There is no economic benefit to the program, other than the business some portions of the health care industry will receive. It will shrink the economy, shrinking the size of government tax receipts, and cause the deficit to mushroom further.

The positive benefit to the program is that there will be some workers who will not be brought down to part time or laid off completely that will receive health care when they otherwise would not have. 

I am of the ultimate belief that a few years down the road, when America reaches its debt crisis moment, the government sponsored health care program already in place will move toward rationing. That is not some immoral statement that "could never happen," it is just common sense for anyone with a calculator beyond the 5th grade math level.

But we look to the future here. In the mean time, enjoy those debates and promises of no pain today.

Remembering The Week Ending October 10, 2008

It's amazing to think back to where the world was only four short years ago on October 10, 2008. I'm guessing the financial markets were the first thing you thought of when you woke up that morning. What was happening?

The DOW plunged 697 points in the first five minutes of trading that morning. During the day it traded in a 1,000 point range. By the end of that Friday stocks had fallen 2,400 points in just 8 days - down 22%.

The markets were not correcting based on a news headline from that morning. They were correcting downward based on the artificial stimulus which was injected into the economy during the previous seven years. Think of it as a patient entering drug rehab and going through withdrawals. Stimulated markets have been known to ride the escalator on the way up and jump out the window on the way down.

Today that world seen in the October week of 2008 is long forgotten. The DOW is trading at 13473 as of this writing and a normal day now has less than a 100 point move. Complacency is higher today than it was during 2006 and 2007.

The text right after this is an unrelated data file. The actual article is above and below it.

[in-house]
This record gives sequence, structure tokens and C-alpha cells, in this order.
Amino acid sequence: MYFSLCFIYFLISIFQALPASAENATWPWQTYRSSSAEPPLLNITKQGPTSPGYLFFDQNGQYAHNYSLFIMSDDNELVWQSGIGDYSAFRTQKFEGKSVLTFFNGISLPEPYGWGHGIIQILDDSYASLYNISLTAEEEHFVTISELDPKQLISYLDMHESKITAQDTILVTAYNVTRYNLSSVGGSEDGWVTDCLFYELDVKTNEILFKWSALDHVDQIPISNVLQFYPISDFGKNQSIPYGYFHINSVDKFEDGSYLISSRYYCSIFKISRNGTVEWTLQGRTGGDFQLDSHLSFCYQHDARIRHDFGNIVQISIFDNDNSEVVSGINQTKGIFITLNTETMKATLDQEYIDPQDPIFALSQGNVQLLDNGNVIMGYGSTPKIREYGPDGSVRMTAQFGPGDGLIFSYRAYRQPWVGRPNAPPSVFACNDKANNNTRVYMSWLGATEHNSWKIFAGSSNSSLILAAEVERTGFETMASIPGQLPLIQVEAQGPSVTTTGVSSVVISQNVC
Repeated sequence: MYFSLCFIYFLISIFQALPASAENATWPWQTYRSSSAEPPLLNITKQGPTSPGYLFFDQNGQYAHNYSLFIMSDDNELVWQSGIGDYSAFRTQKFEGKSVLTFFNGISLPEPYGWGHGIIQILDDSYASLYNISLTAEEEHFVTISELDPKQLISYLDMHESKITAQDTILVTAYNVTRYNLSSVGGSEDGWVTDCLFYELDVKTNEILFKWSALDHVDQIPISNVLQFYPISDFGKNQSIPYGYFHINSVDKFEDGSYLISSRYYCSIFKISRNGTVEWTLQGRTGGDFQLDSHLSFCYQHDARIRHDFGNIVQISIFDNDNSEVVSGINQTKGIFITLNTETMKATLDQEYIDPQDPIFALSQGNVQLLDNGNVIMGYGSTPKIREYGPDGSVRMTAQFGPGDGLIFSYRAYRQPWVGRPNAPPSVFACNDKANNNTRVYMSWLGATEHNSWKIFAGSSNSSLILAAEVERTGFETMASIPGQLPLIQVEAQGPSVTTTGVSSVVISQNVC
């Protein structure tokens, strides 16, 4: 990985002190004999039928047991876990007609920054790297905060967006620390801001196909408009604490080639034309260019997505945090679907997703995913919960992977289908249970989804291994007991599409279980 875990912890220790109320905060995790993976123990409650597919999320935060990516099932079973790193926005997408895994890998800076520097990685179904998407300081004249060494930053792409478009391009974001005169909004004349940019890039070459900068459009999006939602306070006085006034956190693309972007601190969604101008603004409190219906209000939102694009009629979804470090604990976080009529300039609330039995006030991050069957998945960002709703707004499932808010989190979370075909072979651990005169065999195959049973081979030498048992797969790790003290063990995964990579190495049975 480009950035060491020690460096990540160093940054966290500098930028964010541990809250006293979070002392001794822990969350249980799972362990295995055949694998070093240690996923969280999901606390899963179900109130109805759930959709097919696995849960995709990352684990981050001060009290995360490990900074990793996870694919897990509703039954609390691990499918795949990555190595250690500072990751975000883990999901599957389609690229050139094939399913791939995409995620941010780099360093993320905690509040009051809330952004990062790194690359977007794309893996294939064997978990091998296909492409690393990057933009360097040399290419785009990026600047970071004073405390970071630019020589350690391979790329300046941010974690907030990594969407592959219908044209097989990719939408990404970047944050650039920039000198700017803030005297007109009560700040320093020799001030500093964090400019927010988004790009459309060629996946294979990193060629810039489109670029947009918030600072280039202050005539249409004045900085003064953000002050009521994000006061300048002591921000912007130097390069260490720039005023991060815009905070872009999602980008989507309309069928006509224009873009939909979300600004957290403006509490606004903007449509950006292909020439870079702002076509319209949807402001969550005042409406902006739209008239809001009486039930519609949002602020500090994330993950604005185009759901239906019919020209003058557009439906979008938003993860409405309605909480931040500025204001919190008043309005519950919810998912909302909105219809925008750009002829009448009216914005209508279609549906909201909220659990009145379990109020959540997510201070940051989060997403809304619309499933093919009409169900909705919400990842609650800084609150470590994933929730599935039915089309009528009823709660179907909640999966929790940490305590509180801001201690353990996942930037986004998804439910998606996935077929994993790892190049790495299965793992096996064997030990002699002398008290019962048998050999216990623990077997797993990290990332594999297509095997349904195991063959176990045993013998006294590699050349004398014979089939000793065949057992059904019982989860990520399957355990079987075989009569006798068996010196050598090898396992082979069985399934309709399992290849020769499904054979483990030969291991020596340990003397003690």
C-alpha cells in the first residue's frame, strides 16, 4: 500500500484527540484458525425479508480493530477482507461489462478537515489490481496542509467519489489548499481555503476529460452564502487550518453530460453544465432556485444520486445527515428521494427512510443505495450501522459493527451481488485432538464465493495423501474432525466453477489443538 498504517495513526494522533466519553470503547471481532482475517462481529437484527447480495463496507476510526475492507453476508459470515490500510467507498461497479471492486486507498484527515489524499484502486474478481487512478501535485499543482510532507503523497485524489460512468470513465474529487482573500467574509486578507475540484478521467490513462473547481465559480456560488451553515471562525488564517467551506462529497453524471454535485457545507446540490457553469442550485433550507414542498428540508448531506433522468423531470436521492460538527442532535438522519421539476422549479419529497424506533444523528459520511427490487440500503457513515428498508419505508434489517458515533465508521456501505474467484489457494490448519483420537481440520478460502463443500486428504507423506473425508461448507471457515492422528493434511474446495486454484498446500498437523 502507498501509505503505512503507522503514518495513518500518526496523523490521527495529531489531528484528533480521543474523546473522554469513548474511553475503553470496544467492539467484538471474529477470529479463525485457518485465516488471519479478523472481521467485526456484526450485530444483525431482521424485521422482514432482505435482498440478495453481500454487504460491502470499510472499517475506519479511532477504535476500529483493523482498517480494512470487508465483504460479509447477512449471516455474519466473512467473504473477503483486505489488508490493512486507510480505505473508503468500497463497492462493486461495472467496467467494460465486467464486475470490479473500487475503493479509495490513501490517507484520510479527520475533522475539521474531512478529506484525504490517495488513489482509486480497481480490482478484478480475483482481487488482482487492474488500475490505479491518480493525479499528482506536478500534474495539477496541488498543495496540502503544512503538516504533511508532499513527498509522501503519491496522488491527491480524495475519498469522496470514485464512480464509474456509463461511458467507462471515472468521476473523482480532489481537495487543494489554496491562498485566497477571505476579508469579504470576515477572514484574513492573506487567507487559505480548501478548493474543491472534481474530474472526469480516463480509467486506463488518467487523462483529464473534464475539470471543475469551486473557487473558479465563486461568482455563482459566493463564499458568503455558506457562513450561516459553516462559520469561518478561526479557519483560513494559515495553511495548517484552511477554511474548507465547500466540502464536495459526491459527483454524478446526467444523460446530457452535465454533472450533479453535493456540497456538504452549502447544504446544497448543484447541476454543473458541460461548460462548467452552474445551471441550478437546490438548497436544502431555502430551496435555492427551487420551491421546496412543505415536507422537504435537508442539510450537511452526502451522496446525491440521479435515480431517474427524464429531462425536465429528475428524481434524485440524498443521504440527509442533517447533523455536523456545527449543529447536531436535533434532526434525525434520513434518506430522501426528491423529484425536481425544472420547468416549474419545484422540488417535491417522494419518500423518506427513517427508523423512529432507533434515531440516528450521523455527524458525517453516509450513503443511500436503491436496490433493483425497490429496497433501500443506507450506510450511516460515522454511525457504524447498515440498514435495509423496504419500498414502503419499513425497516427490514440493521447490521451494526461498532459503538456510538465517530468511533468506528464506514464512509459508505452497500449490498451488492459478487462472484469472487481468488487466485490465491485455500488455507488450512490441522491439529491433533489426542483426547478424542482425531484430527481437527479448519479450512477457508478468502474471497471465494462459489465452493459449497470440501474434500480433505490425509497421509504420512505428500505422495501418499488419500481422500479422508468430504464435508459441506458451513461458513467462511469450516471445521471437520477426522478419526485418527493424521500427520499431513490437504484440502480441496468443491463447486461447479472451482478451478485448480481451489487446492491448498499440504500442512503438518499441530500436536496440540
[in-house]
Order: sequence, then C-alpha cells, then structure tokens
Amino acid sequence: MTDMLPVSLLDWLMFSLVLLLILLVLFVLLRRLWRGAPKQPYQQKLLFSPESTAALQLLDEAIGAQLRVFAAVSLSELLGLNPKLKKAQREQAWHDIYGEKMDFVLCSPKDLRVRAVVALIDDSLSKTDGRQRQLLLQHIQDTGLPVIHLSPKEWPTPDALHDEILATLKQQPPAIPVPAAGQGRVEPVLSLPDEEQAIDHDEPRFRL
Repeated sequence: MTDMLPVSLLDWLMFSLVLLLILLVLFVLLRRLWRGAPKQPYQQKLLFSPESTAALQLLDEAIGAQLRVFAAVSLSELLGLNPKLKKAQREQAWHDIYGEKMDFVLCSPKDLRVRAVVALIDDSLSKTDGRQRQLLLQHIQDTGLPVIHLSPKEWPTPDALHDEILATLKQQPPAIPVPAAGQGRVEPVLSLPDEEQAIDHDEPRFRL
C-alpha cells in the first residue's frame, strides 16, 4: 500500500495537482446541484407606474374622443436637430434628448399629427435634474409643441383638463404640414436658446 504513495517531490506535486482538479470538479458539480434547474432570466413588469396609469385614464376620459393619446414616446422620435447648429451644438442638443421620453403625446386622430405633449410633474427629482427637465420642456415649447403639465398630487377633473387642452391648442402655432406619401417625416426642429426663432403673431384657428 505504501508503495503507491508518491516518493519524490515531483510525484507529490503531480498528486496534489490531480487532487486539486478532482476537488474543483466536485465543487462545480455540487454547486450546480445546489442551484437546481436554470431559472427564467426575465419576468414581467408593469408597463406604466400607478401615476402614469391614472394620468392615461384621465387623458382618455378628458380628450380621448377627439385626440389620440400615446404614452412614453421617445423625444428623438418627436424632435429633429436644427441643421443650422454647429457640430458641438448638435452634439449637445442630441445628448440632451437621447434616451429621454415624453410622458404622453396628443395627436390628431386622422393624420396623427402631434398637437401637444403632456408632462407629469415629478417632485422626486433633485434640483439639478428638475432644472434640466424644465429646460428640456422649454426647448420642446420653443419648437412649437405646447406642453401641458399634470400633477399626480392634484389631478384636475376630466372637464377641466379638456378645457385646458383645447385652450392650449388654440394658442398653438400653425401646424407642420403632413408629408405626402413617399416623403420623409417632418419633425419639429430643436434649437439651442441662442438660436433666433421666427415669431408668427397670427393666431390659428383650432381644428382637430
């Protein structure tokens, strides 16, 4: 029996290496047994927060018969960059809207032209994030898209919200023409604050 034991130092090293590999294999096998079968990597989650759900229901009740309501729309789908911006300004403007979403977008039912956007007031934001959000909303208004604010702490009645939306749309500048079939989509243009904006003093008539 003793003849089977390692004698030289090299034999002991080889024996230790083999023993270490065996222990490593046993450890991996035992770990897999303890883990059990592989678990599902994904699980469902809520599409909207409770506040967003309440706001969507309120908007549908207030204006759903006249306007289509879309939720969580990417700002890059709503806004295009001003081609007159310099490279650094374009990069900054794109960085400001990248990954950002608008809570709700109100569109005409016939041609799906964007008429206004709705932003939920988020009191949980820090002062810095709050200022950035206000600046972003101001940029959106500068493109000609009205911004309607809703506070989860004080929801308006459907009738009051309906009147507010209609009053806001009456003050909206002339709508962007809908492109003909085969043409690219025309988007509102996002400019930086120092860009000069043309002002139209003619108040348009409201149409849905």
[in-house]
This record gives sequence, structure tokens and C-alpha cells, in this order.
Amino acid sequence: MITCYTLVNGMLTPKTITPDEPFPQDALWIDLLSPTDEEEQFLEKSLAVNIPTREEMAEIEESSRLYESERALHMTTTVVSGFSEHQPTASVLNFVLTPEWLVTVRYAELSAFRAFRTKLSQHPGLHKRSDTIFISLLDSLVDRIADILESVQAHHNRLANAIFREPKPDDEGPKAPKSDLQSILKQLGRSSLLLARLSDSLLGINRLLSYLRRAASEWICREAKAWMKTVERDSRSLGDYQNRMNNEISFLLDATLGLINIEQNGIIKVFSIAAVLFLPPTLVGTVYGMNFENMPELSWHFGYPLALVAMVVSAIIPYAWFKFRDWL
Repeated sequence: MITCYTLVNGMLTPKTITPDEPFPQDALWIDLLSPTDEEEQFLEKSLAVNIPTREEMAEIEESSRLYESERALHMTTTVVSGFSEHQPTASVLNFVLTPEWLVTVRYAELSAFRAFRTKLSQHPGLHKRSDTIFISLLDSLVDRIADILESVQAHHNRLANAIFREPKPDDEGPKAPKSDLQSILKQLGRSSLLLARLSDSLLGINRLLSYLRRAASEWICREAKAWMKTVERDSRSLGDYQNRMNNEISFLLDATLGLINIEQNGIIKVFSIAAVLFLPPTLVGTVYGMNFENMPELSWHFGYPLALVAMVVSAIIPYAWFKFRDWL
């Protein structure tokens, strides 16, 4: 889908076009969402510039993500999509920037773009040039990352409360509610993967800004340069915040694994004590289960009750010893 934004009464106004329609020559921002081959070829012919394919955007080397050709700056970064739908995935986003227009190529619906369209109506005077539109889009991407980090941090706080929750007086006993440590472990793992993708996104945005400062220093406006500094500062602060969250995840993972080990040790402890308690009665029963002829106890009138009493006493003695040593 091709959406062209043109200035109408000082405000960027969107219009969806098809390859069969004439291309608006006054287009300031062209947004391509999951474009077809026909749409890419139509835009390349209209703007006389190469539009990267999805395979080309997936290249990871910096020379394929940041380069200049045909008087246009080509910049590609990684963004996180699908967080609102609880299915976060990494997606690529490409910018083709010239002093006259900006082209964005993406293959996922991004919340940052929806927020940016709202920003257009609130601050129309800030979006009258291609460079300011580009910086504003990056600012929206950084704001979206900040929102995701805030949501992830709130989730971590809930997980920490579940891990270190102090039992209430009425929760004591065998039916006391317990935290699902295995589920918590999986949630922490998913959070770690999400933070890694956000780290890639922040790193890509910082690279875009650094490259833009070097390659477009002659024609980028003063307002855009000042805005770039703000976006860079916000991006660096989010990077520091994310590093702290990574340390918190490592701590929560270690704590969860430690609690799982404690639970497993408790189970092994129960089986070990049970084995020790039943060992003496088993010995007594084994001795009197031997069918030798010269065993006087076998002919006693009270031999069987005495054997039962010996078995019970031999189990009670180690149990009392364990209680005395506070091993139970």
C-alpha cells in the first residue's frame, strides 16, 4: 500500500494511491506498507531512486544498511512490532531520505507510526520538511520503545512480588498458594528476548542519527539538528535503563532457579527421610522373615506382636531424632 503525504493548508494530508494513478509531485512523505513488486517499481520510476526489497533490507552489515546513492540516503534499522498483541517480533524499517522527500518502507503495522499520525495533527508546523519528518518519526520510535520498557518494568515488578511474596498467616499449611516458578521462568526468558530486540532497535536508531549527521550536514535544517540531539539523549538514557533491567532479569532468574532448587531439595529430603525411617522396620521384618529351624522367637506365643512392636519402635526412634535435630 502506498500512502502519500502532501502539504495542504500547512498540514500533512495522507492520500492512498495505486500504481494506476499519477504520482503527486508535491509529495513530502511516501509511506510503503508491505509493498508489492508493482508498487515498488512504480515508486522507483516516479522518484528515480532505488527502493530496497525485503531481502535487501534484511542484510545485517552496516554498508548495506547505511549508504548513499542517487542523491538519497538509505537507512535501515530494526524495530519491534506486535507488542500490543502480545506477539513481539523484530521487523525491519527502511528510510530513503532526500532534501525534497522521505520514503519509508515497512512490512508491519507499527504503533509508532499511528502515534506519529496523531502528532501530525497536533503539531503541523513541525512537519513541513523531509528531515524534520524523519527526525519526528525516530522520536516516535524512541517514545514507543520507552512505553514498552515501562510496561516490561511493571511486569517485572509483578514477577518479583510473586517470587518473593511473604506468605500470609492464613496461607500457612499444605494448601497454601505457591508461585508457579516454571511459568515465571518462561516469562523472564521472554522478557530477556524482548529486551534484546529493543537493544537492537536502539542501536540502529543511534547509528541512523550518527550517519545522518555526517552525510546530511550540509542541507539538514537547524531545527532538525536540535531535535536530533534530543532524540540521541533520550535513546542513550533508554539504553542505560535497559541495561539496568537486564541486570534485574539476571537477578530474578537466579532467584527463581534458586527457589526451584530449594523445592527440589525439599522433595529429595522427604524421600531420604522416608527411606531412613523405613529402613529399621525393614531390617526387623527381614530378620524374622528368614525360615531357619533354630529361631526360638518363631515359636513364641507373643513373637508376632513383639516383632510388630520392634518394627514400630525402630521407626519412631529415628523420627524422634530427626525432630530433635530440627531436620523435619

The following chart shows the movement in the S&P 500 during the entire secular bear market which began in March of 2000.


It originally fell 49% into 2002 then rose for five years into late 2007, up 101%, then fell 57% into 2009, and has now rebounded 113%.

We now know that the markets were juiced back in 2001 - 2007 by low interest rates from the Federal Reserve, tax cuts, and government spending. This created an enormous credit bubble concentrated at its epicenter in the housing market.

During the current recovery we have seen the same "plan" used only on steroids. After cutting interest rates to zero the Federal Reserve has gone above and beyond and provided additional quantitative easing programs. Keeping the tax cuts in place, the federal government has unleashed trillions in annual deficit spending.

During 2006 and early 2007 it was obvious to many observers that this solution only created a mirage of recovery, ultimately leading to a much bigger problem when the drugs could no longer stimulate. Today it feels like we are once again at that 2006 - 2007 moment; the mirage has returned.

What happens when the drugs wear off again? You will see a hangover far bigger than 1929 and 2008.

Tuesday, October 9, 2012

Bill O'Reilly Vs. Jon Stewart Rumble

A more humorous debate from two of the leading voices from the Republican and Democratic sides of support in the media.


Mitt Romney Debates Himself

Mitt Romney, who crushed Obama in the first debate, has finally found an opponent that he struggles with: himself.